Uganda is Africa’s second biggest coffee farmer and one in ten coffee farms globally can be found in Uganda. Uganda is mostly popular for producing Robusta with 80% of its beans being of this variety. Ugandan coffee is grown all over the country and is differentiated into five areas: the Central, Western, South-Western, Northern and Eastern regions. In the Western region you will find the more specialized higher-quality coffee. Robusta coffee is often associated with low quality but due to Uganda’s high elevation for its Robusta bean, the country is able to produce a distinct and wonderful coffee. The Elevation for the Robusta can go as high as 1400m, far greater than the typical 1000 found throughout the world. Meanwhile, Uganda’s Arabica bean has become very popular worldwide and can be found in three main regions. 

Mount Elgon borders Kenya and is connected to the world’s oldest volcano in Africa. This densely fertile soil is what leads to such a wonderful brew of Ugandan coffee. On the steep cliffs, coffee beans are often shaded and then handpicked by small groups of farmers. You can expect a cup of wine-like coffee with sweet favors of figs, chocolate, and raisins. 

In the West, in the Rwenzori Mountains, Uganda produces incredible fine and highly valued Arabica coffees. This fertile lush green landscape, that reaches elevations of 2300m, is referred to as the mountains of the moon. Situated along Uganda’s southwestern border with the Democratic Republic of Congo, the beans grow on the slopes. The soil is incredibly nutrient-rich with high levels of nitrogen. With consistent humidity and temperatures, the coffee produced here offers complex and delicious citrus flavors with floral notes and a medium body. 

Finally, at lower levels of elevation, is the West Nile region. This region sits in northwestern Uganda and produces coffee at elevations between 1,300m and 1,600m. The lower elevation provides less unique and deep flavor profiles but is known for creating succulent and sharp citrus flavors. 

Kenya

Kenya is another power-house producer of coffee in Africa. Their coffees are famous for being full-bodied, with floral aromas and tastes of bergamot, lemongrass, and blueberries. In such a large country the beans vary greatly depending on region and harvesting methods. Kenya is famous for its small batches with some areas containing just 50 - 500 trees. Kenya's orange and nutrient-rich volcanic soils and moderate climate enable Kenya to produce so much consistent high-quality coffee. Coffees are usually fully washed and dried in the sun on raised drying screens.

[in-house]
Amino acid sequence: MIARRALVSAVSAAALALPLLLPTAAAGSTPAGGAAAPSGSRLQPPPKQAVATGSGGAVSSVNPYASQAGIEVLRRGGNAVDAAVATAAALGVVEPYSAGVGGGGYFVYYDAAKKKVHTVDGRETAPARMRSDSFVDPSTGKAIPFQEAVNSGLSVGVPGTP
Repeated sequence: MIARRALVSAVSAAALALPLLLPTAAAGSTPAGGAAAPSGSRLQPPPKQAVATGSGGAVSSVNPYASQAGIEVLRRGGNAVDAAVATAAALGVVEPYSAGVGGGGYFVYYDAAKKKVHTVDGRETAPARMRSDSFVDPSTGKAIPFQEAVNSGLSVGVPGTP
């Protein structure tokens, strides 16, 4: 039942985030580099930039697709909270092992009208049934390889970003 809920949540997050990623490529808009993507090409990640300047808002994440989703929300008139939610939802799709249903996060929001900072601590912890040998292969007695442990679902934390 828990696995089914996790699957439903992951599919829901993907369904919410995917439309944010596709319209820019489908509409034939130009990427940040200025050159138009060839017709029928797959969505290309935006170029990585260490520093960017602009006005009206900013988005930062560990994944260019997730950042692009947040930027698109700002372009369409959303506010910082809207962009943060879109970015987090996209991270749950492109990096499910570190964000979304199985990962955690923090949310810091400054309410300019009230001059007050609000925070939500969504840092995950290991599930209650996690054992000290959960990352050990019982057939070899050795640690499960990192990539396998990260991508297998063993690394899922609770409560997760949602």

Most of the highly valued coffee farms surround Mount Kenya and the Aberdare Ranges, where you can find areas like Meru, Embu, Thika, and Makueni. These areas have high elevation, allowing the coffee to grow slowly and producing a complex fruity taste and high citrus acidity, similar to Ethiopian coffee. However, unlike Ethiopian brands, Kenyan coffee from this area is famous for a very strong aftertaste and wine-like feel. 

To the west in the Great Rift Valley there is a highland that is filled with fertile soil. This area sees very mild weather and doesn’t reach the altitudes of Mount Kenya leading to less acidity and fruity, chocolate flavors. Kenya is not all acidity, however. For those seeking a smoother taste, they can look no further than the Nyanza Region. This area near Lake Victoria gets regular rainfall and provides a more unique Kenyan coffee. This provides flavors of cream and mild fruit, with notes of dried fruit and nut. 

In a nutshell 

Africa has some of the best climates for coffee, and with improved farming and buying systems in recent years, the continent is seeing a rejuvenation in exports. African Coffee is best suited for those seeking bold, sometimes challenging flavors. With most of their best coffee being sharp and high in acidity, their flavors can take time to climatize to, but for those willing to go on the journey will discover a world of complex and rewardig brews.